5 Ways to Reduce Loneliness When Working From Home

5 Ways to Reduce Loneliness When Working From Home By Cathi Nelson

One of the rituals I enjoyed most while working in an office was the daily walk to the coffee shop. Every morning a group of us would line up ordering our favorite latte or cappuccino chatting the entire time. The conversation was light hearted; what we had for dinner, a review of a favorite TV show, a morning wardrobe malfunction or our plans for the weekend. When I resigned to spend more time with my newly adopted son and work from home, I found myself out of sorts, feeling sad and lonely. Even though I loved working from home, something was missing. I eventually realized it was the “conversation around the water cooler”! Over the years, I found solutions to help combat the loneliness.

Here are 5 ways you to can find connections and community even though you work from home.

Get Out Often:

One day I realized I was going to the grocery store almost every day and it wasn’t because I needed anything, I just needed to be in a place with other people. Now I schedule a daily lunch break with myself. I run an errand, go to the post office, grocery store, take a walk or meet a friend for lunch.  Even if I don’t speak with anyone, I find this  break crucial to my emotional health.

Attend a Small Business Conference: 

Every year I attend at least one small business conference. My favorite is Spark & Hustle.We are all small business owners with a lot of diversity in what we were do but the one thing we have in common is the need to connect. From those events, a group of us formed a private Facebook group and every day we share our struggles, questions, successes and failures.

Find a Pacing Partner:

I have someone I check in with most morning between 8:30am – 9:00am. I get my coffee and we talk about our kids, our evening and then a bit about what we hope to accomplish for the day. This call helps me start my day feeling connected and keeps me focused. I always call it our “ water cooler check in”.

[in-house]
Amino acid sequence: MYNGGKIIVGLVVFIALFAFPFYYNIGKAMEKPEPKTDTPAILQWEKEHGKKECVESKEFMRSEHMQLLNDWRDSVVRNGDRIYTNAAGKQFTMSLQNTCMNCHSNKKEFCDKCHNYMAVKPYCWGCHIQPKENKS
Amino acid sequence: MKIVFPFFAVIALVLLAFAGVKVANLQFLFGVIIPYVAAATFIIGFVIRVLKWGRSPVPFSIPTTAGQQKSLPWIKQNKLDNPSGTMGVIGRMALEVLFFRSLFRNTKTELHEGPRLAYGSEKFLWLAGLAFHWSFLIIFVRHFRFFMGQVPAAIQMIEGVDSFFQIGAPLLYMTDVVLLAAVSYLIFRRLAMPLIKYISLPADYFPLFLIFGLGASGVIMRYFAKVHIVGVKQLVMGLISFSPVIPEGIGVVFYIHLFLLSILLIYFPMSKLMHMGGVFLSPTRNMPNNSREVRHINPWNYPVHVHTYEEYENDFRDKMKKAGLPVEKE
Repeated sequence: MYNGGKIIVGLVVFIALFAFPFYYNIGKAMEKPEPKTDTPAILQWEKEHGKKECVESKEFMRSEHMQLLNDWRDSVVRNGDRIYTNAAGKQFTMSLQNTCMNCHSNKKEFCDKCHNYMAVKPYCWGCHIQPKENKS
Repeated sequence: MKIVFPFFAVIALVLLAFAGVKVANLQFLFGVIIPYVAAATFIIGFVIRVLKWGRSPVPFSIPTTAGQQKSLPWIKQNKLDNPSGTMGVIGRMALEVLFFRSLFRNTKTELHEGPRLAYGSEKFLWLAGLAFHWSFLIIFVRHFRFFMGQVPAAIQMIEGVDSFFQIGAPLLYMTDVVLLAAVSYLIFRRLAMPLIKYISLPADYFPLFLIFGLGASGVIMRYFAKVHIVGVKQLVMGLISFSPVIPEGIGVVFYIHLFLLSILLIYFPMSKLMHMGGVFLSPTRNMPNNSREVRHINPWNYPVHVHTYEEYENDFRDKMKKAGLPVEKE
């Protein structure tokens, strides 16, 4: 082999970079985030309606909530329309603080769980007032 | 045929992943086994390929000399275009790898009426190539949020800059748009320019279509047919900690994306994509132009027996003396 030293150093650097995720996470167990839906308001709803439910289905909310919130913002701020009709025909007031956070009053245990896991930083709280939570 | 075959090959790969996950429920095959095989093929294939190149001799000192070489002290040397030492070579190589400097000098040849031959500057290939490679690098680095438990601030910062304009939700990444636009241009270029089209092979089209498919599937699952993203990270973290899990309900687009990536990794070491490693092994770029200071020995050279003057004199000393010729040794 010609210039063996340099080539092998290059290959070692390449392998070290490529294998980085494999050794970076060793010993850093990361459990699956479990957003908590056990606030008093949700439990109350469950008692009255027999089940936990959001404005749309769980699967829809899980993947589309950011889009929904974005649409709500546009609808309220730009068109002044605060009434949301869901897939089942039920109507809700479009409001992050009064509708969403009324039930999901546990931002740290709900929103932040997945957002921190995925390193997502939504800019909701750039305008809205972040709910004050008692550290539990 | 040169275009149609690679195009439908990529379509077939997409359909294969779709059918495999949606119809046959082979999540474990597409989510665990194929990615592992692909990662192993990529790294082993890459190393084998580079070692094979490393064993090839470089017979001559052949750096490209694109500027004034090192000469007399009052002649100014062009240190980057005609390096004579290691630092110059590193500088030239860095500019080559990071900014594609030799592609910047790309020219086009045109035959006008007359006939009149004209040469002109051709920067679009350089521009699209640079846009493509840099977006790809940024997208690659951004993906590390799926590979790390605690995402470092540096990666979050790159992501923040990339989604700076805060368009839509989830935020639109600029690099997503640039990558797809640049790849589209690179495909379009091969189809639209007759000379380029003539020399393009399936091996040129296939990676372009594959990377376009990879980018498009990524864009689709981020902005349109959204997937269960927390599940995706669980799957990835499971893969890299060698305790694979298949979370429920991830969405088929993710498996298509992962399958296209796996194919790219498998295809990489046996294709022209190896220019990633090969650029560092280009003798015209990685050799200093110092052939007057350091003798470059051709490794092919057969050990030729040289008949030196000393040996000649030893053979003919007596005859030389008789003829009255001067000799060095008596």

Audit a Class: 

Check out your nearby community college or university and consider auditing a course. Auditing allows you to take a class without the need to complete homework for a grade or credit, so it is less expensive and stressful. The purpose is often for self-enrichment and academic exploration. Take a class in something that interests you; history, pottery, basket weaving! You will meet new and interesting people while giving your brain a rest from thinking about your work at home.

Ramp Up Your Social Life:

If you are the type of person who doesn’t think about the weekend until it’s Friday night and you realize you have no plan, now is the time to change that. You don’t need to have something planned for every weekend but you will have a better week if you get your social needs met. Find a faith community, get to know your neighbors, invite a family over for a cook out or join a meetup group. You will find you have more energy and passion if you can share part of your life with other people

This week make a goal to try one of the suggestions above and share your results with us. We can be part of your “water cooler community” and cheer you on!

Cathi Nelson had her “light bulb” moment when she recognized that consumers were becoming increasingly overwhelmed with the exploding number of photos, media and memorabilia they were accumulating. She started her own photo organizing business called PhotoSimplified and was amazed at the response from clients and others who wanted to learn how to add photo-organizing services to their business. In response she founded, The Association of Personal Photo Organizers to support the new and emerging profession of photo- life management by providing training, support, products and collaboration for people interested in adding photo management services to their existing business or as a new business. Since its inception, APPO has grown to hundreds of  members throughout the United States, Canada, Australia and United Kingdom.

Powered by WPeMatico

Leave a Reply